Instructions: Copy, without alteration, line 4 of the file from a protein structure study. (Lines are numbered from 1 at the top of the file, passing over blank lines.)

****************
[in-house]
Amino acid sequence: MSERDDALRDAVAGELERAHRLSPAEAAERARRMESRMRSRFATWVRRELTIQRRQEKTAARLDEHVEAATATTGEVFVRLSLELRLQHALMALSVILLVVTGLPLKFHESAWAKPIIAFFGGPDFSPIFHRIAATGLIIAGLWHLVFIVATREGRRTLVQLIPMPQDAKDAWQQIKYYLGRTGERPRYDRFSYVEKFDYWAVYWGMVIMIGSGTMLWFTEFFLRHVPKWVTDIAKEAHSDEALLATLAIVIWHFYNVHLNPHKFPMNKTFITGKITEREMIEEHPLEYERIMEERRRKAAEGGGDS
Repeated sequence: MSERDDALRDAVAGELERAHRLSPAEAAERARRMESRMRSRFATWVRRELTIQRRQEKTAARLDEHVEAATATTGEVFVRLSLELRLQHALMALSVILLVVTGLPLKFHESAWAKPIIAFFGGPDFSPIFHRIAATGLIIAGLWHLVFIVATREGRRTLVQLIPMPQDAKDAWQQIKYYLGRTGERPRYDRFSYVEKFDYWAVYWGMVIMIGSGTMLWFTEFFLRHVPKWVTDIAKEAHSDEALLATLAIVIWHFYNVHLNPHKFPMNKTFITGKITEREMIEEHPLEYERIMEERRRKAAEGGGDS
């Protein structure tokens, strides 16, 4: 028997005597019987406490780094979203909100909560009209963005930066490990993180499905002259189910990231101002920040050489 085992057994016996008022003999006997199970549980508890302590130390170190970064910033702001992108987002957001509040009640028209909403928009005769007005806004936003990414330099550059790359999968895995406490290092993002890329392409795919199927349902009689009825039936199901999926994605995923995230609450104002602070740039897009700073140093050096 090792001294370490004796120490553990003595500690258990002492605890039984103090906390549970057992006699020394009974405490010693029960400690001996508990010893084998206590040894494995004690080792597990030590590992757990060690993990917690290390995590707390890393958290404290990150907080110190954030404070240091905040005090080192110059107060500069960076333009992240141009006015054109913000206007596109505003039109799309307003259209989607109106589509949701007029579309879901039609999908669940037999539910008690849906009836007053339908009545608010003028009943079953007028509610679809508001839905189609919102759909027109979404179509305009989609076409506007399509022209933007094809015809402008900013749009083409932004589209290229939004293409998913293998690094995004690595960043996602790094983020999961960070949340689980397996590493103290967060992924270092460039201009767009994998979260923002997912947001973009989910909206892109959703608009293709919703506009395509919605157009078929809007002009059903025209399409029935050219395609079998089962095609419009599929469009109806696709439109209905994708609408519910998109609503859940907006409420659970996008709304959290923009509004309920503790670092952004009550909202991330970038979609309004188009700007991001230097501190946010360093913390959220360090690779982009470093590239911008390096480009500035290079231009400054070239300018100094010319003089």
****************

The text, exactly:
């Protein structure tokens, strides 16, 4: 028997005597019987406490780094979203909100909560009209963005930066490990993180499905002259189910990231101002920040050489 085992057994016996008022003999006997199970549980508890302590130390170190970064910033702001992108987002957001509040009640028209909403928009005769007005806004936003990414330099550059790359999968895995406490290092993002890329392409795919199927349902009689009825039936199901999926994605995923995230609450104002602070740039897009700073140093050096 090792001294370490004796120490553990003595500690258990002492605890039984103090906390549970057992006699020394009974405490010693029960400690001996508990010893084998206590040894494995004690080792597990030590590992757990060690993990917690290390995590707390890393958290404290990150907080110190954030404070240091905040005090080192110059107060500069960076333009992240141009006015054109913000206007596109505003039109799309307003259209989607109106589509949701007029579309879901039609999908669940037999539910008690849906009836007053339908009545608010003028009943079953007028509610679809508001839905189609919102759909027109979404179509305009989609076409506007399509022209933007094809015809402008900013749009083409932004589209290229939004293409998913293998690094995004690595960043996602790094983020999961960070949340689980397996590493103290967060992924270092460039201009767009994998979260923002997912947001973009989910909206892109959703608009293709919703506009395509919605157009078929809007002009059903025209399409029935050219395609079998089962095609419009599929469009109806696709439109209905994708609408519910998109609503859940907006409420659970996008709304959290923009509004309920503790670092952004009550909202991330970038979609309004188009700007991001230097501190946010360093913390959220360090690779982009470093590239911008390096480009500035290079231009400054070239300018100094010319003089």